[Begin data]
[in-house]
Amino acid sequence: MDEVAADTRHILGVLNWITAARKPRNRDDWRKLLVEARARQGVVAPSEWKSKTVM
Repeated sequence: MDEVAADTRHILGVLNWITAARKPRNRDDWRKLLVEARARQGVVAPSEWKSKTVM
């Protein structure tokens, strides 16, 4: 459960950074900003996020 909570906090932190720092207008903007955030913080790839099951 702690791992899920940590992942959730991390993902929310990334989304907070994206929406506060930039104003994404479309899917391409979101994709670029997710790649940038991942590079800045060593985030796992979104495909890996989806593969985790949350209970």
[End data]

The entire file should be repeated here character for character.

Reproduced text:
[in-house]
Amino acid sequence: MDEVAADTRHILGVLNWITAARKPRNRDDWRKLLVEARARQGVVAPSEWKSKTVM
Repeated sequence: MDEVAADTRHILGVLNWITAARKPRNRDDWRKLLVEARARQGVVAPSEWKSKTVM
């Protein structure tokens, strides 16, 4: 459960950074900003996020 909570906090932190720092207008903007955030913080790839099951 702690791992899920940590992942959730991390993902929310990334989304907070994206929406506060930039104003994404479309899917391409979101994709670029997710790649940038991942590079800045060593985030796992979104495909890996989806593969985790949350209970």